- The Spanish. Always friendly & helpful with a smile and good sense of humour
- The temperature: generally mid 20s
- Food – excellent seafood in Galica, great quality meats everywhere and never expensive.
- The scenery
- Cleanliness. Seems to be a passion
- No problem with the language. Quite often they don’t do English or French and we don’t do much Spanish. But if you want to buy a loaf of bread they want to sell you a loaf of bread. No problem.
- The scenery: often spectacular / mountainous. In more ways than one it’s like Ireland without the cold & rain.
We didn’t like
- The wind: always in the wrong direction and often on the nose with resultant unpleasant conditions
- Distances between stops can result in tiring days
- The amount spent on diesel: in a good season we can get away with €150, sailing as much as possible. This year, with adverse conditions we spent just under €1000 🙁
Should you be following in our footsteps maybe it’s worth thinking about doing the trip the other way round to get more favourable winds and currents. However the traditional winds will nearly always be on your stern, again uncomfortable 🙁
And will we go back?
With all those pros of course we will. Perhaps not with Filibuster
Here we are back in Muros. It’s just after 1 o’clock on a warm Saturday 24th June . We went to bed 12 hours ago after Pedro Snr (marina boss) invited us and a few other yachties (French, Irish and English) to a street BBQ last night.
We’ve surfaced. Most of Muros, some of which partied until dawn, has not. it was a good night, there is a distinct air of quietness about…. but from leaving Sanxenxo to here:
Rapidly departing Sanxenxo we headed 15m across to Isla Ons, the largest of the Islas Cies group off Vigo.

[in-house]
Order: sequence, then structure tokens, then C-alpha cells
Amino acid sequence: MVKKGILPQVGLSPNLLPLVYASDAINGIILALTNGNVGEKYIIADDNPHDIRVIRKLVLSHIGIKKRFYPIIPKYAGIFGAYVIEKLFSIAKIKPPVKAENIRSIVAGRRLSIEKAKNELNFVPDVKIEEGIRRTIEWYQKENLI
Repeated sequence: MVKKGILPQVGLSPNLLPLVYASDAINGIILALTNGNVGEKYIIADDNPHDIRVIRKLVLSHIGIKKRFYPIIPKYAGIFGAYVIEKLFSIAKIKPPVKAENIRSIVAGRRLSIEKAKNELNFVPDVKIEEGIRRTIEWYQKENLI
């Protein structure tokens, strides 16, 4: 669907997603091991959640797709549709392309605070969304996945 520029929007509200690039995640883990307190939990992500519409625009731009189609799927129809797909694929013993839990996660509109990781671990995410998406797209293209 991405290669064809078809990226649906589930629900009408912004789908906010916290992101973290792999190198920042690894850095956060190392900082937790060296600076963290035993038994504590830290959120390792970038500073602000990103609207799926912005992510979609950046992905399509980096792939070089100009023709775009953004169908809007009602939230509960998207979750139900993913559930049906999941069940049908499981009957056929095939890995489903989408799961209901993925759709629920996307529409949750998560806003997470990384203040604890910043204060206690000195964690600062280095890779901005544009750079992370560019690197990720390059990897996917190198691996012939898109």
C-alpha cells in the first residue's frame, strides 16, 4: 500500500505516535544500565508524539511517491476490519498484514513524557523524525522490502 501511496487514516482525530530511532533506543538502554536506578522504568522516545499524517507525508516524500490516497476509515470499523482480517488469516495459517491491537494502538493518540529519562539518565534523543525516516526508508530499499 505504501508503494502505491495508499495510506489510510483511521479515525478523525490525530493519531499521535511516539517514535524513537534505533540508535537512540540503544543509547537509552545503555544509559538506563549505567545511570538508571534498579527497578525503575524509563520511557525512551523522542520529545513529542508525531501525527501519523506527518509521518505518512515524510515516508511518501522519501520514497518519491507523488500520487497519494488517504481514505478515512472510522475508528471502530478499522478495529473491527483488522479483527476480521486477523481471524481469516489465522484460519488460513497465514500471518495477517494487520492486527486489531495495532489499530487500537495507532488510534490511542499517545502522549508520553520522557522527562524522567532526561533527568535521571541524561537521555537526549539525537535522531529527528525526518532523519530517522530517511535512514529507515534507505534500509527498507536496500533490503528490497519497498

To stay you need to register at the National Parks office and then apply for a permit with date of stay: all done, all done efficiently. In our case at the office in Vigo followed by online permit application.
To ensure the area is not overwhelmed by visiting boats.
We anchored, went ashore, walked up to the lighthouse:
it’s a long and winding road to the top
There’s a lot of talk about autonomous cars these days: I can confirm that it has already happened in the boat world
The dinghy in the foreground had autonomously decided to head to Vigo, away from it’s Irish owners.
The more distant yacht was doing the same.
Out of shot, stage right, are 2 Belgians, previously enjoying the beach until that “oh firkit” moment when the realised their boat was off on its own… now very determinedly paddling as fast as their blow up beach dinghy would allow…..and yet to come was the 45ft Irish yacht at speed…
Both caught their respective runaways.
And finally, our most distant point south:
Beautiful as it was, the Islas were uncomfortable at anchor. Besides the now re-parked Belgian, a Swedish boat came by at night. He dropped hook about 100yds away. By morning he had autonomously dragged his anchor to about 20yds away. We upped and left for Porto Novo.
Porto Novo (Ria Pontevedra)
Not much to say. Nice marina, with nice beach, nice bar overlooking the nice marina and nice beach. Very little left of the old town and much given way to modern buildings with restaurants.
So exciting we didn’t take any photos.
Portosin (Ria Muros y Noia)
Friendly, well run marina spoilt by adjacent fishing port working all hours. We went for a walk in the town but gave up due to lack of anything interesting and turned back.
More autonomous boats: We stayed 1 night. On the next hammerhead seagulls decided to congregate and were doing well when we crashed out around 11pm.
The next morning an autonomous boat had snuck in and sunk itself. We heard nothing. The seagulls said nothing. The marina night watchman saw nothing.
And back to Muros
One night in Portosin was sufficient: 5 miles away lay our final destination – Muros. It was a tough decision but we set off late and arrived before mid day.
Pedro Snr warned us about yet another noisy night to come: Mid Summers night / Festival of the Witches: bonfires everywhere: beach, streets, gardens. A little evidence of religious artillery to be expected…